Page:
Private schools remain elusive to poor students of Jharkhand
Implementation of the provision of the Right to Education Act 2009 in Jharkhand is very poor as far as providing education to children belonging to the weaker sections of society is concerned, with more than 94 per cent of seats reserved for them in private schools lying vacant.
Section 12(1)(c) of the act mandates unaided schools to reserve 25 per cent of the entry-level seats (pre-primary or Class I) for children from economically weaker sections and disadvantaged groups in the neighbourhood and provide free and compulsory elementary education (Classes I-VIII) until its completion.
According to section 12(2) of the act, the Centre and state will reimburse the expenditure to the school with a ratio of union: state funding as 60:40.
“Even more than 10 years after the formation of the act, its implementation is full of systematic and administrative flaws, resulting in the majority of the seats remaining vacant every year and children being deprived of their rights,” said Jharkhand RTE Watch director Hasan Al Banna.
The government data shows the total number of seats under section 12 (1)(c) of the RTE Act 2009 in Jharkhand is 24,347. So the number of seats occupied in a decade should have been 2,43,470 but according to the report of the project approval board of the education ministry, only 14,169 children are presently studying, which means over 94 per cent of seats remain vacant across the state.
“Around 2,29,301 children from STs, SCs, OBCs and other economically weaker sections are deprived of the benefit of the RTE act. What remains a pertinent question is that despite receiving a high number of applications every year, against the available reserved seats, why is the rejection percentage still high?” questioned Hasan.
He said that according to the data acquired from RTI replies, over 89 per cent of applications in the year 2019-20 and 76 per cent of applications in 2021-2022 were rejected in the Ranchi district.
“The high rejection rate costs many underprivileged and deserving children their right to education and possibly their chances of a better future,” he said.
Sneha Shahdeo, a member of Jharkhand RTE watch, claimed: “Needless to say, the mandatory criteria of admitting children from disadvantaged children and weaker sections of the society in 25 per cent reserved seats at entry-level has not been applied in the majority of private schools. As a result, Jharkhand has the lowest number of private schools registered under the RTE Act 2009 in comparison to other states such as Chhattisgarh, Odisha, Bihar, Rajasthan and Andhra Pradesh.”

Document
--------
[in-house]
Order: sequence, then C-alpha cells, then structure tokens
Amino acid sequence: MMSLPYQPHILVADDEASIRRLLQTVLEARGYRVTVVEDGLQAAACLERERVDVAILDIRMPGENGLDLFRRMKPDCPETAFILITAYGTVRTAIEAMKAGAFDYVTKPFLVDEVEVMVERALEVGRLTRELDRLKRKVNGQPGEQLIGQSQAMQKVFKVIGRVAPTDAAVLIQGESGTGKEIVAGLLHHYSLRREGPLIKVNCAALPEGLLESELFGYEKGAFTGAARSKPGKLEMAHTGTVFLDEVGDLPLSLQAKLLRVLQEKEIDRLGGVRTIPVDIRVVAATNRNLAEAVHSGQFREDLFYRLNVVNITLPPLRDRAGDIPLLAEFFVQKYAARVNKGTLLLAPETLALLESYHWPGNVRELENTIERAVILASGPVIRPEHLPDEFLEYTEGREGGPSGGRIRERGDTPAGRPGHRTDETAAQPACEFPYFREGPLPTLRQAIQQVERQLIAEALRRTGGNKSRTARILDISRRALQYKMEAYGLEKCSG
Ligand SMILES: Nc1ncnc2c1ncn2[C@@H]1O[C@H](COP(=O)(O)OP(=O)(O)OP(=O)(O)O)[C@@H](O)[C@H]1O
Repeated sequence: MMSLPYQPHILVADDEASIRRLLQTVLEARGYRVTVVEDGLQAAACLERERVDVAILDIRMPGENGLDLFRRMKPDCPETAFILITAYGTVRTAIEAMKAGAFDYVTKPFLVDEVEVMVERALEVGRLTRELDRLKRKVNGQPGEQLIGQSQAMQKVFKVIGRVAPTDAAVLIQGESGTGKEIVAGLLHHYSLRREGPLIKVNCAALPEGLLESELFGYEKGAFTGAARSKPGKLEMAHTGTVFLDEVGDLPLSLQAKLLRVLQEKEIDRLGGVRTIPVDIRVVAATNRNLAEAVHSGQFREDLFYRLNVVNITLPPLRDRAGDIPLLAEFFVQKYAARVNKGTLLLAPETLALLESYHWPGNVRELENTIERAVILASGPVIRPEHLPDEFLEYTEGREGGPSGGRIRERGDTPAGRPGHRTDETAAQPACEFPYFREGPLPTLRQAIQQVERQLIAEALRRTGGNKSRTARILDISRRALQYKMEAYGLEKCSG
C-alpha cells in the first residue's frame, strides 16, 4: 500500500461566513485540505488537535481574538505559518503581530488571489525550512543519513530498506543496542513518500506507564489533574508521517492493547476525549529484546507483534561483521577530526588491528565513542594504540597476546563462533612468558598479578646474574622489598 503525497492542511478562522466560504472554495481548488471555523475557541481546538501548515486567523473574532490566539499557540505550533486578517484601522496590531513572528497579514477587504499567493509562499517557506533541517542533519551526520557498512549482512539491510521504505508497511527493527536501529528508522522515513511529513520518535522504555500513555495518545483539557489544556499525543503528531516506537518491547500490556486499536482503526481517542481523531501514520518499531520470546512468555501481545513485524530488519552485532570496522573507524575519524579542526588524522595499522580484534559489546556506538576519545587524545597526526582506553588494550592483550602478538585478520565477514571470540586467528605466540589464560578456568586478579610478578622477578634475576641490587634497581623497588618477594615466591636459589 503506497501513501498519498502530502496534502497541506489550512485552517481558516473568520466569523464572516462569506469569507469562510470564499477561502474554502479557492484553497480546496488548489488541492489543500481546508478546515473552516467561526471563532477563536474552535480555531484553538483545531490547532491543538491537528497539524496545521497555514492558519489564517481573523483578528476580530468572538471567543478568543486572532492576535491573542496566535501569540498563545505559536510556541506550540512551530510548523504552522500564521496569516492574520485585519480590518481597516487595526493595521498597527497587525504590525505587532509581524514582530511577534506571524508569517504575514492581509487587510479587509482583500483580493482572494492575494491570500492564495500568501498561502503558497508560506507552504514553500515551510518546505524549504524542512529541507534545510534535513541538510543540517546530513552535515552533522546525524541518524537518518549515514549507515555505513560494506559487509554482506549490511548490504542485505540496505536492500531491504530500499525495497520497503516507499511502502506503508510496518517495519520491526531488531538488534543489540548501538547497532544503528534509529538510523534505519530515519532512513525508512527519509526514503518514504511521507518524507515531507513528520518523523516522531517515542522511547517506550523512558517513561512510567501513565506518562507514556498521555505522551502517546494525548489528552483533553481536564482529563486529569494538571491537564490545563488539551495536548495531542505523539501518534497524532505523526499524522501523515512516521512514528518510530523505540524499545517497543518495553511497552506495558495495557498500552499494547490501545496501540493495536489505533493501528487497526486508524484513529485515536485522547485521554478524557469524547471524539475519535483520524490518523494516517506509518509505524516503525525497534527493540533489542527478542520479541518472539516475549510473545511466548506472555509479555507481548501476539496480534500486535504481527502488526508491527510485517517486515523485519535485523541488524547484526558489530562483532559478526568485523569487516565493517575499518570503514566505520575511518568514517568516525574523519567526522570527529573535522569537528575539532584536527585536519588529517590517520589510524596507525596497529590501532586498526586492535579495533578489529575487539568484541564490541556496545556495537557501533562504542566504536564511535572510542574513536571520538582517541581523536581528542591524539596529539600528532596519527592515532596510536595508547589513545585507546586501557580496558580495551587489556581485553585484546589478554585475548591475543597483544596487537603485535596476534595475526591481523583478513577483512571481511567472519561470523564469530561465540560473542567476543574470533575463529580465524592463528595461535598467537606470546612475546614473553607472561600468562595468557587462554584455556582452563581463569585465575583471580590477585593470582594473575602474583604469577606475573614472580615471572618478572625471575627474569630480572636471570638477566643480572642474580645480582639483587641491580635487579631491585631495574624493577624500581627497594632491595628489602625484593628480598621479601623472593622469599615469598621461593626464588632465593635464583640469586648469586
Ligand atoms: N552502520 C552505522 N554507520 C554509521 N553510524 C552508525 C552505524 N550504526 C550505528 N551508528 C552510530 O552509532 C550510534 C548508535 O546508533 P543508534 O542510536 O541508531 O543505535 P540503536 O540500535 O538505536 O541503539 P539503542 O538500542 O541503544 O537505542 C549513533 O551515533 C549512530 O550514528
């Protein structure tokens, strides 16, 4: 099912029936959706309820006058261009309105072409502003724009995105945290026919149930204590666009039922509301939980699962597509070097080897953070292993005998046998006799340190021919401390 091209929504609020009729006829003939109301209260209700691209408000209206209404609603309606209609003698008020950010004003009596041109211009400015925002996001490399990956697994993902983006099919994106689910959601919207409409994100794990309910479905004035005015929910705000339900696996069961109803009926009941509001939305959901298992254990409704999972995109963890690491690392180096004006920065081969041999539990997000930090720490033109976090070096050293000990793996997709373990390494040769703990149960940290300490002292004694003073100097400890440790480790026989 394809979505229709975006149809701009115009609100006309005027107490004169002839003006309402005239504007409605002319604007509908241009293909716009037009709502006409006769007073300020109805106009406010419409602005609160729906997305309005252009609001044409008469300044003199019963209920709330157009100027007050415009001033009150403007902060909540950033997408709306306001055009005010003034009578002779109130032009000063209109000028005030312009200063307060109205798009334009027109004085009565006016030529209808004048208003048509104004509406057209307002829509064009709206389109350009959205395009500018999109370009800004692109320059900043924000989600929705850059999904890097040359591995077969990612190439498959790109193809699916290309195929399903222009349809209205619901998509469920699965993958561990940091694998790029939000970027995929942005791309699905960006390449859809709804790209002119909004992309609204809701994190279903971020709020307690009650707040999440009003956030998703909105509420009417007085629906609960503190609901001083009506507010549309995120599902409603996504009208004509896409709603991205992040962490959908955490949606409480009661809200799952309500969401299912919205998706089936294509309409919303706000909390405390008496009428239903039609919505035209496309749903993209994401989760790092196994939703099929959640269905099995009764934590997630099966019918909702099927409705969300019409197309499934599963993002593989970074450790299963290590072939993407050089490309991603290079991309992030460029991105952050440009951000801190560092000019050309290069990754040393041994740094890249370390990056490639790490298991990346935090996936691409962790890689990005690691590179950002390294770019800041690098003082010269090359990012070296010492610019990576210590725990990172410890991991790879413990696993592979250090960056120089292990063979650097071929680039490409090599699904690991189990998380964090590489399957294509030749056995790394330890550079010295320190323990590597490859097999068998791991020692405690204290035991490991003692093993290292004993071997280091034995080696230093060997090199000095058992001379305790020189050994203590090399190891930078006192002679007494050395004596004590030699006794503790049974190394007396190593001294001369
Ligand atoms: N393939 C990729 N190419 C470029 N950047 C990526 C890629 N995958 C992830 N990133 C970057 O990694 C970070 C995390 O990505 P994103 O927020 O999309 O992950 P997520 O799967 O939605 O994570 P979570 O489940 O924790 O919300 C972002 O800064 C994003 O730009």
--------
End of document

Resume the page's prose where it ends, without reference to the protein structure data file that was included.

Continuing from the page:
According to the statements in the Lok Sabha in August 2021, Jharkhand has only 383 private schools registered under the RTE Act 2009 in 2020-2021 which is far less than Bihar, Chhattisgarh and Odisha.
Rajesh Kumar Mahato, an applicant’s father, while addressing the media in Ranchi revealed: “Although the DSE office, Ranchi, officially ordered Delhi Public School (DPS) Ranchi for the eighth time regarding the admission of the 15 selected applicants, no action has been taken yet from the school’s end. Therefore in absence of any other alternative, we moved to Jharkhand High Court, which issued a notice to DPS Ranchi and Jharkhand government on January 26 this year.”
The next date of hearing is scheduled on February 21.
Laxmi Devi, the mother of another applicant, said: “There was a complete lack of communication and response from the school during the entire admission process. Additionally, we have not been provided with any other mechanisms to track the admission process, which leaves us in a state of ambiguity.”
“Given that the admission process for the next session is about to start, the Right to Education Campaign wants to make sure that in the upcoming academic session, no seat under Section 12(1) (c) under the Right to Education Act 2009 remains empty. Therefore, we urge the government for systematic implementation of the policy,” said Hasan.